CPR is one of the most important techniques we happen to have in our lifesaving arsenal, but there are many who find themselves a bit hesitant to actually carry it out. There are some who simply do not have the confidence, but then there are those who wonder whether or not they will break the patient’s ribs by doing so. If you read internet forums you may come across several posts in which an individual attempted to perform CPR and actually broke a rib, leaving some to wonder whether or not that break caused a different outcome. The answer might actually surprise you.

Are All Patients at Risk for Broken Bones?

The first thing we want to say is that yes, breaking a rib is always disconcerting, but no, you don’t need to stop performing CPR if you feel a rib break. Yes, we are saying that it is perfectly normal though it does not happen under all circumstances. It has been found that there are a few circumstances under which a rib will actually break during the act of CPR, one of which depends upon the strength of the individual. Men, and laypeople, in general, tend to have more upper body strength and it is only a matter of course that they should cause a break while performing CPR.

CPR is an action that involves repeated chest compressions, each compression being about five centimeters deep. Two inches is actually a considerable amount, and about 30% of patients will find themselves with a broken sternum or a fractured rib. In some cases, multiple ribs will be broken but once again this should be considered absolutely normal.

The thing that you should consider is the patient themselves as their physical health tends to weigh heavily on the results of the procedure. If you’re looking for a less vulnerable patient, you would look to the morbidly obese as CPR does not easily phase them, nor does it result in broken bones. The opposite is true in older or elderly patients, specifically those who are suffering from osteoporosis. Brittle bones obviously lend to the possibility of breaks during CPR, so keep that in mind before you start the procedure.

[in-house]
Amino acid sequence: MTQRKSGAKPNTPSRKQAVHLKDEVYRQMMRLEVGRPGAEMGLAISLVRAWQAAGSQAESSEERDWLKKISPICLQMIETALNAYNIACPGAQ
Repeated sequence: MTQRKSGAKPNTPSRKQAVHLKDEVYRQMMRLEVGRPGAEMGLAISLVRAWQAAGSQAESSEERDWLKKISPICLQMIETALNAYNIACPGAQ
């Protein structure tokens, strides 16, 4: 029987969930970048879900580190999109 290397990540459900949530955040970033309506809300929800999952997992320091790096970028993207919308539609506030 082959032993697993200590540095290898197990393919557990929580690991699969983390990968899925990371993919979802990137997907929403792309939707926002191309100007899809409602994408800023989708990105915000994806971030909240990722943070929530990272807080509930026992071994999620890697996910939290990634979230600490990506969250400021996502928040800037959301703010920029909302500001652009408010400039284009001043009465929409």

What do you Do if you Hear a Break?

So now we come to the million-dollar question: what do you do if you hear a bone break during CPR? The answer is simple: you keep going. Yes, your patient’s chest is going to hurt significantly when they wake up, but the one thing that matters? They’re alive. There are almost zero cases where a patient has significantly complained over CPR being performed on them, and they tend to understand what was at stake at the time. This is a lifesaving procedure that will continue to be useful in the future even as the guidelines are altered and new methods come into play. A little break every now and then should have no effect on your desire to save lives.


  1. Linda O'Donnell

    I just finished a course with the Alzheimer’s Association. Specifically, end of life. They say it is not recommended to perform CPR on someone with Late Stage Dementia. Reasons being…it is a traumatic experience, ribs and bones can be broken, lungs can be punctured and significant brain damage can occur in someone whose brain is already compromised. I work with Alzheimer’s/Dementia folks in a social day program. Our local neurologist has already made sure I have DNRs for two of my late stage clients.

Leave a Comment